The only middle-aged person arrested for the assault on Shakir is Bhujanga Shetty, a 45-year-old auto-driver, bank loan recovery agent and a father of two. “He didn’t do anything,” Shetty’s brother-in-law Prashant Rai said, while waiting outside court during a bail hearing recently. “If you see the videos of the attack, Shetty was the one asking the others to stop. But police have arrested him as well. His wife is in hospital with dengue.”
All the accused come from poor, backward families, their counsel Bhandary argues. “These are all people doing small jobs. They will not carry out such attacks.”
Police have few doubts though that the attack was “coordinated” by men linked to the Bajrang Dal. “We don’t know if it had the sanction of any organisation, but individuals coordinated and carried it out,” a senior officer, who didn’t want to be identified, says.
Lawyer Dinakar Shetty isn’t surprised at the statements of either Bhandary or the police officer. He was himself an accused in the 2009 pub attack by the Shri Rama Sena, the first moral policing incident in Mangalore to draw national outrage. Since then, Shetty has severed ties with the right wing and is now a legal adviser to the All Canara Students Union (comprising students from colleges across Mangalore).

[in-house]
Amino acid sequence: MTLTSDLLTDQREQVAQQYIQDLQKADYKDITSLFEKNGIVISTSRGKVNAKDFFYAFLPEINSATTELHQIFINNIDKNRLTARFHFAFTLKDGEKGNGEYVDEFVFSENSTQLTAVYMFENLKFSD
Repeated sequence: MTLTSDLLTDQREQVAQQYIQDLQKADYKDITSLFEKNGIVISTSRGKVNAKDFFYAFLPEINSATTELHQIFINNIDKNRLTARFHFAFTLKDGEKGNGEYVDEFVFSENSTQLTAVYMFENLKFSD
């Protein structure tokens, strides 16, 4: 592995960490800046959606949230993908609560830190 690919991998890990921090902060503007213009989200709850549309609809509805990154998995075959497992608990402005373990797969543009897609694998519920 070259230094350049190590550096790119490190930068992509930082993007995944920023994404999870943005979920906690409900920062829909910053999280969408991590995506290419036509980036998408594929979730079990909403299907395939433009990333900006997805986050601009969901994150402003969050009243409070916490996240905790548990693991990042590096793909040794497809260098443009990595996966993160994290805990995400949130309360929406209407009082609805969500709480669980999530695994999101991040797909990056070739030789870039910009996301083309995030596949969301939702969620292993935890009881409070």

“If you look at the demographics of the accused in communal policing incidents, they are mostly boys from poor and backward families, with no older person to guide them,” he says. “They are constantly told by right-wing groups how other communities are undermining Hindus. It is only after they are sucked into a criminal case that they realise what they have done. The cases also help the groups control the youths.”
A senior police officer blames “leadership of the backward castes”. The arrested youths are mostly from the Billava (agricultural workers and toddy-tappers) and Mogaveera (fishermen) communities — like in the Shakir case. “Most of them are not upper-caste Hindus as one would imagine while talking about the Sangh. Backward caste leaders have failed, and the right-wing groups have filled the gap,” says the officer.
Simultaneously, the economic disparity between Muslims and backward castes has been increasing — with the Muslims forging ahead due to jobs in the Middle East and Gulf — and that has contributed to the tension.
“A few years ago, Muslims in Mangalore were only marginally ahead of the backward castes economically. There is jealousy over this,” says the officer.
Asha Nayak, a senior criminal lawyer who has defended activists arrested for moral policing incidents, notes that unemployment and illiteracy are big factors. “Very few leaders get prosecuted in these cases. The boys, meanwhile, are used and dumped. They don’t know the law or the repercussions of what they do,” she says.